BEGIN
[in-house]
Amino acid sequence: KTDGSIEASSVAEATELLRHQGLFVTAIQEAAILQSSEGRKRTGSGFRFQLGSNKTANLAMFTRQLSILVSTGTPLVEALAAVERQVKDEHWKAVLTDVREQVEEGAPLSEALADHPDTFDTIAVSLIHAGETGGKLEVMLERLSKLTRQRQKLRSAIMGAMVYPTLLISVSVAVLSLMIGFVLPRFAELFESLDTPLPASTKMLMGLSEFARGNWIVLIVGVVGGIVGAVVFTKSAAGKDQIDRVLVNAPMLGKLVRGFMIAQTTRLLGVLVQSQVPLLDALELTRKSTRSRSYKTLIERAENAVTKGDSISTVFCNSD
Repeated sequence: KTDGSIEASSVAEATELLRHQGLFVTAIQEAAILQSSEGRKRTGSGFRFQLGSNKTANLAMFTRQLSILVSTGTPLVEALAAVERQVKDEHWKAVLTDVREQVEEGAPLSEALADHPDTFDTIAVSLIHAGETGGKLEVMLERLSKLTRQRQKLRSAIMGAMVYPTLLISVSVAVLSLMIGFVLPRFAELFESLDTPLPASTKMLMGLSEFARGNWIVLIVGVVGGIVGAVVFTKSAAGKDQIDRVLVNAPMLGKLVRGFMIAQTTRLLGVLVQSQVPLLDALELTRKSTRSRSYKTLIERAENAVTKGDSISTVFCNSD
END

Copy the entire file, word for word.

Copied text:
[in-house]
Amino acid sequence: KTDGSIEASSVAEATELLRHQGLFVTAIQEAAILQSSEGRKRTGSGFRFQLGSNKTANLAMFTRQLSILVSTGTPLVEALAAVERQVKDEHWKAVLTDVREQVEEGAPLSEALADHPDTFDTIAVSLIHAGETGGKLEVMLERLSKLTRQRQKLRSAIMGAMVYPTLLISVSVAVLSLMIGFVLPRFAELFESLDTPLPASTKMLMGLSEFARGNWIVLIVGVVGGIVGAVVFTKSAAGKDQIDRVLVNAPMLGKLVRGFMIAQTTRLLGVLVQSQVPLLDALELTRKSTRSRSYKTLIERAENAVTKGDSISTVFCNSD
Repeated sequence: KTDGSIEASSVAEATELLRHQGLFVTAIQEAAILQSSEGRKRTGSGFRFQLGSNKTANLAMFTRQLSILVSTGTPLVEALAAVERQVKDEHWKAVLTDVREQVEEGAPLSEALADHPDTFDTIAVSLIHAGETGGKLEVMLERLSKLTRQRQKLRSAIMGAMVYPTLLISVSVAVLSLMIGFVLPRFAELFESLDTPLPASTKMLMGLSEFARGNWIVLIVGVVGGIVGAVVFTKSAAGKDQIDRVLVNAPMLGKLVRGFMIAQTTRLLGVLVQSQVPLLDALELTRKSTRSRSYKTLIERAENAVTKGDSISTVFCNSD